Follow up on Yesterday’s Framing Post


Hi Gang: Just a quick follow-up on yesterday’s post about the lack of framing and mat sizes for digital photographers.

(1) First, I learned something new about the origin of framing sizes from one of my readers: Paul Brooks, who wrote:

I agree Scott. But, you actually have missed a very important point. 4×5 and 8×10 are aspect ratios of View Cameras, which were translated somewhat with medium format 120 and 220 film sizes, but 35mm frames were approximately 1?x 1 1/2?, the same aspect ratio (1/1.5) that digital cameras have. So, that means that the framing industry was outdated when 35mm was popular. I hated to have to crop or do funny matting to print and frame full frame 35mm when I shot film. It doesn’t look like they will ever learn!

Thanks Paul. Of course, learning this makes the situation even worse than I thought.

(2) I sent emails about the article to the leading photo framing industry magazine, and to a framing industry organization as well. I have no idea if it will help, but I thought it was at least worth a try.

(3) Last night I saw a great comment from Josh Bartell from Craig Frames Inc. He sheds some light on the problem in his comment, which reads:

Hi All, I’m extremely glad that I’ve stumbled on this discussion. It seems that most of you agree that there is major issue in the retail framing industry. I too agree, but from the other side of things; I work for a frame manufacturer.

We have dealt with this issue in the very recent past. Many of our large retail customers seem to be a bit out of touch with the needs of digital photographers and are no longer meeting the needs of the majority of frame customers. So…..we have recently started selling as many sizes as possible online. Although we’re still working on our website, we’ve seen a great response on and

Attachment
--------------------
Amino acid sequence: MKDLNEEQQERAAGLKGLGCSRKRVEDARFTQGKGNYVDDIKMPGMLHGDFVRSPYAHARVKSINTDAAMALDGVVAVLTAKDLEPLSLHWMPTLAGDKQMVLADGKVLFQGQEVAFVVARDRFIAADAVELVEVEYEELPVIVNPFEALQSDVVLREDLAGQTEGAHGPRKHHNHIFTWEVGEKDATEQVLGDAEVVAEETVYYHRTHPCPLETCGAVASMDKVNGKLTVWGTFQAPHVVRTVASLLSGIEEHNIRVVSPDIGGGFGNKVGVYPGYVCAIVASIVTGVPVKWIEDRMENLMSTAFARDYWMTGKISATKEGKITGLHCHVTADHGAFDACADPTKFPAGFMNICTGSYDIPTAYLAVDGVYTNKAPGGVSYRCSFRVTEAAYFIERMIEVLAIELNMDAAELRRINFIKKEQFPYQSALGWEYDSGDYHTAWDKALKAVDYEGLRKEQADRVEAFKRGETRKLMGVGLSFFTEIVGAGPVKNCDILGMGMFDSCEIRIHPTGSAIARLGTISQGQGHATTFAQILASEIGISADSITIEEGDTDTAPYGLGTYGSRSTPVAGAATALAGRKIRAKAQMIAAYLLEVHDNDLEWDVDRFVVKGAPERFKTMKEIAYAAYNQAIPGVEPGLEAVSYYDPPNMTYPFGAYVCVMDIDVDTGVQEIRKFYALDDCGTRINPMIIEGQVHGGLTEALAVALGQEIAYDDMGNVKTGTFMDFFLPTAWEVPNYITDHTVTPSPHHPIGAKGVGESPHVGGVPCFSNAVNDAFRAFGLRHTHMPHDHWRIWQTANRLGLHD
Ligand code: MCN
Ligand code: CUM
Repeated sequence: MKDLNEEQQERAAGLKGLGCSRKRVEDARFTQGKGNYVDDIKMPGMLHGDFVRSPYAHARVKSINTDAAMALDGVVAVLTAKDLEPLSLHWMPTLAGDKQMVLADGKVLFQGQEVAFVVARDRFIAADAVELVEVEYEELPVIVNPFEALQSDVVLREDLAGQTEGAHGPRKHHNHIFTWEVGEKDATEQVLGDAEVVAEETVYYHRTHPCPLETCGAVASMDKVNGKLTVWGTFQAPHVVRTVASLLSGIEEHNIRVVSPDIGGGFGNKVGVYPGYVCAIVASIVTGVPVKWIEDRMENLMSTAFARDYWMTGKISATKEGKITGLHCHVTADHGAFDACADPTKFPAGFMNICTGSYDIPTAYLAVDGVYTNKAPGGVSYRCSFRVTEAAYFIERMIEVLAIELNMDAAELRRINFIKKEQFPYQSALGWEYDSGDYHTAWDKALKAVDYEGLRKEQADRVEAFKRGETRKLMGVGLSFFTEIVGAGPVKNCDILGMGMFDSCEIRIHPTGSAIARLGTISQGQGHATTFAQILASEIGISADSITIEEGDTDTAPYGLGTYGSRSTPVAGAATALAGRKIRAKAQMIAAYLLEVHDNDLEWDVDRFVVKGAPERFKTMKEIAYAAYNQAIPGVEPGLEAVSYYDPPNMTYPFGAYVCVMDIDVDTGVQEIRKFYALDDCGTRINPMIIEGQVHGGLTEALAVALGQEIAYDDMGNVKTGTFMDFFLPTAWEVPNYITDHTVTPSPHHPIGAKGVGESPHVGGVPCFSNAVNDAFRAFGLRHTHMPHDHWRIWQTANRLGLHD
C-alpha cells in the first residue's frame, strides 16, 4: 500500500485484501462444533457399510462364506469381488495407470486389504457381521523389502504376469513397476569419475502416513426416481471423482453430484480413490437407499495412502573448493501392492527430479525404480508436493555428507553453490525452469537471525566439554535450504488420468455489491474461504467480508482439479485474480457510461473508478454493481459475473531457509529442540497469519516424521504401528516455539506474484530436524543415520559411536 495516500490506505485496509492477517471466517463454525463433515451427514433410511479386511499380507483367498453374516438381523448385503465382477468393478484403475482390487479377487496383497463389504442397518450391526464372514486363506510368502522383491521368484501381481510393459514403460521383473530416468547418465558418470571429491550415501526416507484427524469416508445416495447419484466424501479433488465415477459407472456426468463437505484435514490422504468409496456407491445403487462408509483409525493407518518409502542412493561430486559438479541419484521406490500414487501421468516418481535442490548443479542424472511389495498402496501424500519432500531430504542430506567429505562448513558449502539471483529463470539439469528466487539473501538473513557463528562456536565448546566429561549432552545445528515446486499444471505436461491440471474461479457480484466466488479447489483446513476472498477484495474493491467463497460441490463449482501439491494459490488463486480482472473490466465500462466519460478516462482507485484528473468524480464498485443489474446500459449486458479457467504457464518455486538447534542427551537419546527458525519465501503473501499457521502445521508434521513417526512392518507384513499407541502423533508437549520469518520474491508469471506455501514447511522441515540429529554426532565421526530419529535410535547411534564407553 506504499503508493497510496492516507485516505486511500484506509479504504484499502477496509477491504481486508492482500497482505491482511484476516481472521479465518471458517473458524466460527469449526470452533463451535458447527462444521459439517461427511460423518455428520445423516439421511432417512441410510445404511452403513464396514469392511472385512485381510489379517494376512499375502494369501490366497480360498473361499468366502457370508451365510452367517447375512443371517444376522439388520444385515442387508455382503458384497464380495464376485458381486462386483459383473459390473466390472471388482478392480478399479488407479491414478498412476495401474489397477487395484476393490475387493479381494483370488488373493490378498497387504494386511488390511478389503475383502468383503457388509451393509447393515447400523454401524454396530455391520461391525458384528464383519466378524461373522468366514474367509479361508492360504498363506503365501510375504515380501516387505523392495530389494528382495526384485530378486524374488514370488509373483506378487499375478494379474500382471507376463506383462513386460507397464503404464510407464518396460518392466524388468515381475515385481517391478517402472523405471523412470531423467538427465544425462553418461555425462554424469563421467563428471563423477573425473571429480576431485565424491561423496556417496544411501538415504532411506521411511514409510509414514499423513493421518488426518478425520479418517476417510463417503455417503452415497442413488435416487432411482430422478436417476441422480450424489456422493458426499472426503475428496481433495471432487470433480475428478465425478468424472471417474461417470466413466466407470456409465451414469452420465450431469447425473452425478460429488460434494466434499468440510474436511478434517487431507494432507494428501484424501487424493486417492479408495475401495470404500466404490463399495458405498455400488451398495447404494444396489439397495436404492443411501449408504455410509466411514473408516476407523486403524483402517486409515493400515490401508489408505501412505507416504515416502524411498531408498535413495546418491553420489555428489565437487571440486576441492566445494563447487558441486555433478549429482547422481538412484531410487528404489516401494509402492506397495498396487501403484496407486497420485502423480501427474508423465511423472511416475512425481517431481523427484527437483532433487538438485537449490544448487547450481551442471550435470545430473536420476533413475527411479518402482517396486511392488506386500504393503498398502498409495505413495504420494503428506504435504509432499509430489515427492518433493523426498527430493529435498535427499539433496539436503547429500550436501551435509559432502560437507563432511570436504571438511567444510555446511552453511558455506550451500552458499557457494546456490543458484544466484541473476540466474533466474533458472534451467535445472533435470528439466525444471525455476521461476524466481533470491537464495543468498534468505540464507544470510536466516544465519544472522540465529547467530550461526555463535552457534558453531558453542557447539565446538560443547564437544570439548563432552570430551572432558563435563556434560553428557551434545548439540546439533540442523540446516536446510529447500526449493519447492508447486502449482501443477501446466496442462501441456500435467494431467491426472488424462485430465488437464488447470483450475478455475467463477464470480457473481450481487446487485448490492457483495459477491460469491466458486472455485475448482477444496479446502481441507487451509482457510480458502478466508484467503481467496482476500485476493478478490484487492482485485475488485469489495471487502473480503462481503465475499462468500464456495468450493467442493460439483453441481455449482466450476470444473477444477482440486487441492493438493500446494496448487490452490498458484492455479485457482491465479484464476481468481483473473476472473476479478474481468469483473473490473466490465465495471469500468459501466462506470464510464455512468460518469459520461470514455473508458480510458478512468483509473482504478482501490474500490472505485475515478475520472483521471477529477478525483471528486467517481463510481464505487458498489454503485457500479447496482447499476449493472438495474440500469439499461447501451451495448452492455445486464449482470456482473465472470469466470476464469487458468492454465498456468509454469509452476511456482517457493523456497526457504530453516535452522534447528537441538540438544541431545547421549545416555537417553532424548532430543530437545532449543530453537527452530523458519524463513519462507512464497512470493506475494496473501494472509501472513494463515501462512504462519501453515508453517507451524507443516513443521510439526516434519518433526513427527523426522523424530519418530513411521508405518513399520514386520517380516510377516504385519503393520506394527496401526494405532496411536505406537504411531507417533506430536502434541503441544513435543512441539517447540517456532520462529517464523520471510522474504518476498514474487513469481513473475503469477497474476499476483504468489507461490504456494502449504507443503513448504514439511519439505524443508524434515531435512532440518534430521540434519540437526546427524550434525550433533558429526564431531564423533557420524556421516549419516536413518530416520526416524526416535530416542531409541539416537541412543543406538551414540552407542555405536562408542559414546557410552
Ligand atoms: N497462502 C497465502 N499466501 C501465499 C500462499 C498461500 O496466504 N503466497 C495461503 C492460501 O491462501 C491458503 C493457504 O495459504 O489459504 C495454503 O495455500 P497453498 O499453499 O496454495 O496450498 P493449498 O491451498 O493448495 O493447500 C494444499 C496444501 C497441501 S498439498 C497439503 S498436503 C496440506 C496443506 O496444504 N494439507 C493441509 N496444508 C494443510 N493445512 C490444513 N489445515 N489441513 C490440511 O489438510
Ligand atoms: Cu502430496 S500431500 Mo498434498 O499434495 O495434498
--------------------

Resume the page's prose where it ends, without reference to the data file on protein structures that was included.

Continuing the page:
I currently manage our e-commerce division and would love to hear more about what sizes and styles everyone is interested in. We’re offering any size between 3×3 and 24×36. We have 30 sizes that we offer as “stock” sizes, and everything else is considered custom. Again, I would LOVE any input regarding what you need/want for frames and mats. Check out our stuff, give me an idea of what else you need, and I’ll make it happen! The industry might not be listening….but I am.

(4) Also, thanks to my reader Wayne who posted a comment yesterday and suggested we check out He noted that they sell complete framing kits in digital sizes. For example: 13 X 19, premade with glass, foam board and mounting kit for less that $20 (with quantity discounts). It says right on their home page that they offer “Digital Sizes” (of course, we now realize that it’s just “proper” non-cropped sizing, and not related to just digital, but hey—I’m not complaining—at least they offer the right sizes).

Anyway, thanks to everybody who commented, and shared their ideas. Now, if we can just get the rest of the framing industry to listen…..

  1. One thing to think about as well, btw I agree totally with you Scott, the point and shoot market is still based on 4×5. There are a few that are offering the 3:2 aspect ratio but most are still using 4×5.5. They aren’t even using regular 4×5 so you have to crop a p&s no matter what size you print. The major frame companies and the major camera companies all need to sit down and just decide what size to make standard. Hopefully it will be the 3:2 that 35mm format uses. Don’t even get me started on the 4:3 thing with Olympus and Panasonic.

    1. I don’t usually leap in to defend market practice, and in general I agree with the tenor of the discussion, but the 8:11 ratio makes sense for an optically centred print with a matte surround. Let’s go for an approximately 13″ x 19″ print, and set it on a 16″ wide matte.